This is an area that separates the good from the elite. Studying the game is something anyone can do if are you willing to invest the time. This is a controllable event that can easily improve performance. This can make the difference of being average to good or good to elite. An elite student of the game will see things that others don’t. An elite hitter will look for every advantage in a battle between the pitcher and himself. There are times where a pitcher has stuff that is downright nasty. What is a hitter to do when they face that pitcher? Give up? NEVER.
The Art of Recognition: Pitchers Tipping Pitches
A great hitter will never give up and chalk his at bats to the pitcher being better than him. This is where an elite hitter will try and find every advantage possible. One of the advantages that can be ascertained from studying the game is the art of recognizing pitchers tipping their pitches. This “art of recognition” is where a good hitter can go to a different level. There are many ways that pitchers tip pitches that they don’t even know or have never even thought about. I will cover the most common ways a pitcher tips their pitches.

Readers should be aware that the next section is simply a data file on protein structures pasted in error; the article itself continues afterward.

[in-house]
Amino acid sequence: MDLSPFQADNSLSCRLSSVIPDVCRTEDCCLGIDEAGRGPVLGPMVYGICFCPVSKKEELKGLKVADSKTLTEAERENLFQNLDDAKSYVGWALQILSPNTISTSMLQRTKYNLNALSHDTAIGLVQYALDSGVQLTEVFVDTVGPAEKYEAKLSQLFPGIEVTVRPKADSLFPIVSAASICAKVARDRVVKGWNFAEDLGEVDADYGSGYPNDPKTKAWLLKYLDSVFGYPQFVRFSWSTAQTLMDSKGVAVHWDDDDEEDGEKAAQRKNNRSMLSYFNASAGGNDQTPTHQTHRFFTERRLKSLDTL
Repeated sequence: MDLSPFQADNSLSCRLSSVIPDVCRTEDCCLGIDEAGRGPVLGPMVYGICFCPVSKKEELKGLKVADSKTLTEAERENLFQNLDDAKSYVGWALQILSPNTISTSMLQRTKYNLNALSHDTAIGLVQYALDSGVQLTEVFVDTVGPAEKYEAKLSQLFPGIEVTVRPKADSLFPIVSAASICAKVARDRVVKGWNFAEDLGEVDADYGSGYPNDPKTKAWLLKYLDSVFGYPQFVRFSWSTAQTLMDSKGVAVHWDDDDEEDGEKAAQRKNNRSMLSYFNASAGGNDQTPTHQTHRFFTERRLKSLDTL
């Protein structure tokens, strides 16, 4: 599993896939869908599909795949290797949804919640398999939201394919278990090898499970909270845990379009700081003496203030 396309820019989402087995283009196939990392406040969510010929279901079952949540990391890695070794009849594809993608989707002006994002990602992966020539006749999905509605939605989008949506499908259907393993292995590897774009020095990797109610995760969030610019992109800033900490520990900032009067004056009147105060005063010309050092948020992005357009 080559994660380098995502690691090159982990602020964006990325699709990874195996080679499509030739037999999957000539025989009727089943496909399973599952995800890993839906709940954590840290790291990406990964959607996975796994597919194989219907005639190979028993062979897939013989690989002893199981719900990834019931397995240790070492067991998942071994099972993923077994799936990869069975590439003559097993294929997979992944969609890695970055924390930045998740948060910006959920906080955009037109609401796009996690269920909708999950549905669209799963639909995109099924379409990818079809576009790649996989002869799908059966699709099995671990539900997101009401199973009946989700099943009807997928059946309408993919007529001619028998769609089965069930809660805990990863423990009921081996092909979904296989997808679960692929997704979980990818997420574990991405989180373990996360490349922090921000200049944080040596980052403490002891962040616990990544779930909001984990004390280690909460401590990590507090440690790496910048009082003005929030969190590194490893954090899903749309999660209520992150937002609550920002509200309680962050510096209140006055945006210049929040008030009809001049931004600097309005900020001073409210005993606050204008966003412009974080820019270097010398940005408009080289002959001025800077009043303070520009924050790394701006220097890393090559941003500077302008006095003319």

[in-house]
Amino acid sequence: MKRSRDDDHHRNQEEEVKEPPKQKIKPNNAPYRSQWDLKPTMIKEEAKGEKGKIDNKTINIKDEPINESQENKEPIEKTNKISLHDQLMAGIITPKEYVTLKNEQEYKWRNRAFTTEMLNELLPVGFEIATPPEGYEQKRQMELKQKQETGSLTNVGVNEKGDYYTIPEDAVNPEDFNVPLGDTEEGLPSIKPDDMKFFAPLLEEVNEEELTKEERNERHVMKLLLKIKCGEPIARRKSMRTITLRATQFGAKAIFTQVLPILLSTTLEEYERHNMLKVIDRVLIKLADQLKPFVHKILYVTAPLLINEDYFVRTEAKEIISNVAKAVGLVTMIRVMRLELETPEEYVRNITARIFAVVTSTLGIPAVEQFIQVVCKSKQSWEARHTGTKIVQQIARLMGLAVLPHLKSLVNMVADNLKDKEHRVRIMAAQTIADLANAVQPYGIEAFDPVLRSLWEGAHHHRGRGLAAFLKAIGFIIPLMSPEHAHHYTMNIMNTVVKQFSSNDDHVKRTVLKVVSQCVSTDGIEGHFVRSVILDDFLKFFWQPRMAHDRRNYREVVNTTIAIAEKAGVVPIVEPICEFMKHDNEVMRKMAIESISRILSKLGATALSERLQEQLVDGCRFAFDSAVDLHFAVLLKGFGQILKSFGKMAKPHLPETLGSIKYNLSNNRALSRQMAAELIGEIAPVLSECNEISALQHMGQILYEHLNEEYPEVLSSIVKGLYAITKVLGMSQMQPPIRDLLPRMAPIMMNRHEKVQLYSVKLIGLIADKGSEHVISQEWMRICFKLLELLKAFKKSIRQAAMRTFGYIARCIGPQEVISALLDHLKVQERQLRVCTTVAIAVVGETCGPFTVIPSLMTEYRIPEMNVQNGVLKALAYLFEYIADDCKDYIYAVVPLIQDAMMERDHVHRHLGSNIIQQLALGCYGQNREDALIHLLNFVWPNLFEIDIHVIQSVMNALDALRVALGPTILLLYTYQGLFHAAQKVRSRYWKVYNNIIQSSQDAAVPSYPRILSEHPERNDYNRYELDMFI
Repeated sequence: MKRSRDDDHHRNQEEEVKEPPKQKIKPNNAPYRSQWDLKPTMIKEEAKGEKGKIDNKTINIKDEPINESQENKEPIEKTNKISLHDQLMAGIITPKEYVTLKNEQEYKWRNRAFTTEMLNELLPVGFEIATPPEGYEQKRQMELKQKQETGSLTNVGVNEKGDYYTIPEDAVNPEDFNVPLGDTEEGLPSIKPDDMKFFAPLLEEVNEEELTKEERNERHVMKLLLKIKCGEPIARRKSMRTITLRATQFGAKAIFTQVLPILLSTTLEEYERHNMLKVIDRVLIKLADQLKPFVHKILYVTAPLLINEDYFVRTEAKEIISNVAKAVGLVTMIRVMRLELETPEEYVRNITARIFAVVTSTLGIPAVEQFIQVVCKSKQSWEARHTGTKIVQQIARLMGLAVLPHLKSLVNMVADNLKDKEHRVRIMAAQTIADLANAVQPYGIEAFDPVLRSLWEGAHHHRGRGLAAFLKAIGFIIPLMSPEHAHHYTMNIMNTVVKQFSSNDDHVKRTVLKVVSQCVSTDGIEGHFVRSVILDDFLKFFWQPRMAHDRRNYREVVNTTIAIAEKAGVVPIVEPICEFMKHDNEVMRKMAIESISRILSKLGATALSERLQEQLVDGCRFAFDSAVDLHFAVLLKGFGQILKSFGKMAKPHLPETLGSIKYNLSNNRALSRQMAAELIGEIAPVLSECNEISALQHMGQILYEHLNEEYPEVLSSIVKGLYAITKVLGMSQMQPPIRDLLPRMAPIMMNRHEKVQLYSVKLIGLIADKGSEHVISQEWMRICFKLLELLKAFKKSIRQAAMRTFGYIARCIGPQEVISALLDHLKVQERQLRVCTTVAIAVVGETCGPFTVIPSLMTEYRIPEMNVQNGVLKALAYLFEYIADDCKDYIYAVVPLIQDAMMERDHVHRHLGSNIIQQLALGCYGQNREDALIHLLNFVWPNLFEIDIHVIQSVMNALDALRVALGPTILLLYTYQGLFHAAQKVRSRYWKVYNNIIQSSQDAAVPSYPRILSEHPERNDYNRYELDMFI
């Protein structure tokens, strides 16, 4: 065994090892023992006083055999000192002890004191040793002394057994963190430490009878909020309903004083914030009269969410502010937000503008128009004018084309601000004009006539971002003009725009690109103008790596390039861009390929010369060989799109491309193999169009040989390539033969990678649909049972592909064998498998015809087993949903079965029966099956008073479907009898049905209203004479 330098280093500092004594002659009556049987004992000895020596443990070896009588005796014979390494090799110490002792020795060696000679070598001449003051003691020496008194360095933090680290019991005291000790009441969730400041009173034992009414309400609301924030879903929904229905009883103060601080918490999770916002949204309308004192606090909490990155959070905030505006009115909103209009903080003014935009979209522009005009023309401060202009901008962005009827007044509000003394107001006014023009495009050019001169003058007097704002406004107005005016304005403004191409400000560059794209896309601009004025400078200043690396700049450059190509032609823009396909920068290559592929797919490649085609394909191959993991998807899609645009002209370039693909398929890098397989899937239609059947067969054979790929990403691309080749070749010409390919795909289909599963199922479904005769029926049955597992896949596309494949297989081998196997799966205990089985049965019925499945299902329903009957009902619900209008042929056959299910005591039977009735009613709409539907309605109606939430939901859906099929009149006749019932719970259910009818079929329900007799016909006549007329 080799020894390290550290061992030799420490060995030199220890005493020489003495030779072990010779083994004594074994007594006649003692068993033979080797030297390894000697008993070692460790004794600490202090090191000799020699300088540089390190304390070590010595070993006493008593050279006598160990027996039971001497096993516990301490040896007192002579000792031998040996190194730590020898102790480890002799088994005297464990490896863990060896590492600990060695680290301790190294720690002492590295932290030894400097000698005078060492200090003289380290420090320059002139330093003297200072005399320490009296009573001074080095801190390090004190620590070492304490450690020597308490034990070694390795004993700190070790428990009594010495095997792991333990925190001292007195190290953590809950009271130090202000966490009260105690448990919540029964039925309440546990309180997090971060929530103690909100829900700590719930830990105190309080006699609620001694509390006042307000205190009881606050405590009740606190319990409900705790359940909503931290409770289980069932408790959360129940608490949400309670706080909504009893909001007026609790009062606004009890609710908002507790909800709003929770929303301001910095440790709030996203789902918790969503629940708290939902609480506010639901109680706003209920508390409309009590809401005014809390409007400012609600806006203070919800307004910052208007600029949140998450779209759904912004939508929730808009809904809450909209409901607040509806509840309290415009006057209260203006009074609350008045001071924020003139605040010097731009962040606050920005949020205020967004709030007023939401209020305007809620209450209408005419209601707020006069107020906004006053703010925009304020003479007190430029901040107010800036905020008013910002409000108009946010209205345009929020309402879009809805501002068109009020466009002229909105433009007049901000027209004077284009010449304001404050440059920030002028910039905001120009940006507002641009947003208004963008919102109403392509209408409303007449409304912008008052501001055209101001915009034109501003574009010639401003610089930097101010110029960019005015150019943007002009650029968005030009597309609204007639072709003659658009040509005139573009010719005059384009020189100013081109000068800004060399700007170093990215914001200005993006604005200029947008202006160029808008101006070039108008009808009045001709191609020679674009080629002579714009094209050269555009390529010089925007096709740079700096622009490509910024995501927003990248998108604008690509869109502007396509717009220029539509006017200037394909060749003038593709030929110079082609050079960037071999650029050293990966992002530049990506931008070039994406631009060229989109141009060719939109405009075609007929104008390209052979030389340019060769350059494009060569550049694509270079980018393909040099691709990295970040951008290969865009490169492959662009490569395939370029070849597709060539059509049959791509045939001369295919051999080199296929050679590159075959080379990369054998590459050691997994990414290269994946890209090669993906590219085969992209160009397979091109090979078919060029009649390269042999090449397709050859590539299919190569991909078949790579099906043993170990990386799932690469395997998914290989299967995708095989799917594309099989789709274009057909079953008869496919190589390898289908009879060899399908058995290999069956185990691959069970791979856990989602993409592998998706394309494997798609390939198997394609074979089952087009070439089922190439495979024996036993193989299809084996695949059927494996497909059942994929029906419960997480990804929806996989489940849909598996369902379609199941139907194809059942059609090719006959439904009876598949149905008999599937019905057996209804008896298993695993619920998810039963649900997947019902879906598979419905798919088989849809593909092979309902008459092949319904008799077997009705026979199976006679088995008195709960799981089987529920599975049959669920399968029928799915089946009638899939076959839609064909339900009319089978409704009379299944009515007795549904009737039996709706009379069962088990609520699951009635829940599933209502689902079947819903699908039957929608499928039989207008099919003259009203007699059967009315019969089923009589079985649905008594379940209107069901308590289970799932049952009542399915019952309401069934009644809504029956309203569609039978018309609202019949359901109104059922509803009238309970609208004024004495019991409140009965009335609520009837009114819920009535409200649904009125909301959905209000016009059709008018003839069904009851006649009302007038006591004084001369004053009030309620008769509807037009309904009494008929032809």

1. Index Finger Popping – When a pitcher has their index finger outside of the glove with no index finger sleeve on the glove a hitter drools over this. When glove companies started making the index sleeve hitters started to lose an advantage. When the index finger is exposed on the glove I can almost guarantee the pitcher tips his pitches. How the pitcher does this is very subtle to the average person. What happens is the pitcher will pop his finger on and off the glove. This is normally a fastball when this happens. Many pitchers will leave the index finger flexed or press against the Glove on breaking ball. The pitcher presses harder against the glove to get extra pressure for their breaking ball.